Now of course it is naive to believe this is a simple task. I understand the impact of trauma, hardship, and challenges of this world are far more impactful than the surface we are touching.

 

But, I believe we all have a role to play here.

 

I have hope for our future generations. I have hope for leaders to rise, to be brave, confident, creative, intelligent. The research is compelling, sharing these outcomes can be possible when adolescents are equipped with positive self-esteem. But it starts with us, it starts with our willingness and continues with our actions.

 

But how? What role can we play to build a generation of confident, daring leaders?

 

If possible, engage in the research. For such a topic as this, there is a large gap in evidence-based interventions. But, we should be prepared to take what we know and implement it in your communities. Evaluate it and spread the word.

 

Cognitive behavioral therapy is suggested, a therapeutic approach that helps individuals positively shift their cognitions and behaviors (Bender, Ferguson, Thompson, Komlo, & Pollio, 2010). Let’s work alongside our youth to reduce the impact of negative beliefs with positive cognitions, changing behaviors as a result.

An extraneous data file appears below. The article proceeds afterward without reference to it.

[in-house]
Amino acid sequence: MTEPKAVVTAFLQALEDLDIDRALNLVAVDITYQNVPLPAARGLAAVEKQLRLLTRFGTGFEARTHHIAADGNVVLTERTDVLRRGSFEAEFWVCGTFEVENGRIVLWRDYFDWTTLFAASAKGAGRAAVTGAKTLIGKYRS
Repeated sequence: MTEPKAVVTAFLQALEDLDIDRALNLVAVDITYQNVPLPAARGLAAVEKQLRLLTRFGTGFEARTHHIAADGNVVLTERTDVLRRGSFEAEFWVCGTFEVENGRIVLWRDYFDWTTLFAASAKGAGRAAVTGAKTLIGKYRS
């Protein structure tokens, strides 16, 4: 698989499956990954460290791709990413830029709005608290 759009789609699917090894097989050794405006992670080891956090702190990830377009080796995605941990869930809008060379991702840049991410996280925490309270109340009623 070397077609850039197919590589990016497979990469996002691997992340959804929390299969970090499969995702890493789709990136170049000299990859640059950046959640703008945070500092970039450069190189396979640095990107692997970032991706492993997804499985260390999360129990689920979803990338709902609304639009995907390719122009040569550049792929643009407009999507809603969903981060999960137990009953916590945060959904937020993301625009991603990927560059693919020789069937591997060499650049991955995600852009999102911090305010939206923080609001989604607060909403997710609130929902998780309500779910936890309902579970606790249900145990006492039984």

Another recommendation is life skills education (Mohammadzadeh, Awang, Hayati, & Ismail, 2017). We should teach our youth how live in a practical sense. Finances, education, emotional regulation, physical health, reframing, stress management, positive coping skills. Not all teens are given the chance to learn these things as they transition into adulthood, but you and I can be a reason that they do learn how to do these things. Teaching our youth and specifically our girls how to live, with an unconditional positive warmth and support, can increase their confidence to navigate the great world before them.

 

However, I believe it’s even more simple than this.